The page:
The International Chamber of Shipping (ICS) says it is
encouraged by efforts made by IMO Member States to resolve so of the challenges
ahead of the global 0.5% sulphur fuel cap regulations taking effect on 1
The ICS’ remarks comes after an important IMO working group
meeting last week to which the industry submitted a number of constructive
proposals to help ensure smooth and consistent implementation.
“Although there is still much work to be done, last week’s IMO
discussions were positive,” said ICS Secretary General, Peter Hinchliffe. “Most
important is that governments have acknowledged the safety concerns raised by
industry about the use of compliant fuels including possible incompatibility.
We are pleased that Member States have accepted their obligations under MARPOL
to ensure that fuel is suitable for use and will not pose a safety risk to the
ship or the crew, and that IMO has now agreed that these critical issues should
be urgently addressed by the next IMO Maritime Safety Committee in December
Hinchliffe added “It will be vital for shipowners and crews to
have confidence that new fuels will indeed be safe and compatible before taking
delivery, which they will need to start doing several months in advance of
ICS has also welcomed the development by IMO, as suggested by
the industry, of a template for ship-specific ‘Implementation Plans’, which
will be adopted by the Marine Environment Protection Committee in October.
“This template will help ship operators to prepare for
implementation and demonstrate good faith in doing everything possible to
ensure compliance, which will be important if compliant or compatible fuel is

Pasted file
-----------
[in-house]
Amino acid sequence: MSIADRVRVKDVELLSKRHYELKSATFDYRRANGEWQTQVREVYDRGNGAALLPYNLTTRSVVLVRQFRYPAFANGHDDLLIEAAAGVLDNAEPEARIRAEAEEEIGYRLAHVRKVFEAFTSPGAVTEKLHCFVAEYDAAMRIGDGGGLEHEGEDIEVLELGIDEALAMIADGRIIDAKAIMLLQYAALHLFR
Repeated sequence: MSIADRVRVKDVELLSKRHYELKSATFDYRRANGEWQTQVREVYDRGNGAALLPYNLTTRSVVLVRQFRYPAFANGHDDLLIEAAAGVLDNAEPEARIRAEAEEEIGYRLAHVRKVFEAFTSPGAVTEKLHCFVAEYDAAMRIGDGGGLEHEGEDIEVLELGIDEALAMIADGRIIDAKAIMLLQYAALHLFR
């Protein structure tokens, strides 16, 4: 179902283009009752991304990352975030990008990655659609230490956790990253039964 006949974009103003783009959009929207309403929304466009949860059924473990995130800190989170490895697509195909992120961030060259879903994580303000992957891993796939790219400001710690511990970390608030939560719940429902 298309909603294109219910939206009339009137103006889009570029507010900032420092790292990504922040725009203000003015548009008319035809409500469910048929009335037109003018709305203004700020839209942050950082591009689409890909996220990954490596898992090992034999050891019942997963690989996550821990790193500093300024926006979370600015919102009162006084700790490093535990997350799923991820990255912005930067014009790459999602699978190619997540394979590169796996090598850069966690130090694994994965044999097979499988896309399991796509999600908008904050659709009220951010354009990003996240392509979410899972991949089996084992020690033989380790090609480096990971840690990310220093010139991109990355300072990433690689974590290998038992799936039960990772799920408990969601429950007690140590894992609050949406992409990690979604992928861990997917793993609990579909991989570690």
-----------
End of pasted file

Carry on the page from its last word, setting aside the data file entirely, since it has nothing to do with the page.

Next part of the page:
not available in every port during the first few weeks of implementation.
Throughout last week’s meeting, the industry stressed the need
for a pragmatic approach to enforcement in the event of any initial teething
problems that are beyond the control of ship operators, and IMO has agreed that
Port State Control authorities may take account of a ship’s Implementation Plan
when verifying compliance.” Mr Hinchliffe explained.
ICS says that solid progress was also made by Member States on
draft guidelines for consistent implementation, fuel oil non-availability
reporting, verification issues and amendments to the guidelines for Port State
ICS is also pleased by the agreement to apply the 95% confidence
factor of ISO 4259 to on board fuel oil samples used for verifying compliance,
while retaining the existing absolute 0.50% limit for the MARPOL sample which
is taken during bunkering. ICS says this should help avoid potential scenarios
where the sample taken during bunkering receives an acceptable test result only
for the in-use fuel to be found non-compliant.
“More work is obviously needed to fully address the important
issues raised by the industry, but the usual IMO spirit of co-operation has
moved us all significantly closer to achieving smooth implementation in January
2020.” said Peter Hinchliffe. “During last week’s IMO meeting, it was again made
clear that there is absolutely no possibility that the legal date of
implementation will be postponed. It is therefore of the utmost importance that
shipping companies and charterers proceed with their implementation planning
Taking account of the decisions made by IMO Member States last
week, including the template for ship-specific Implementation Plans, ICS is now
developing detailed guidance on implementation of the global sulphur cap, which
it will make available to shipowners via its member national shipowner
associations during the next few weeks.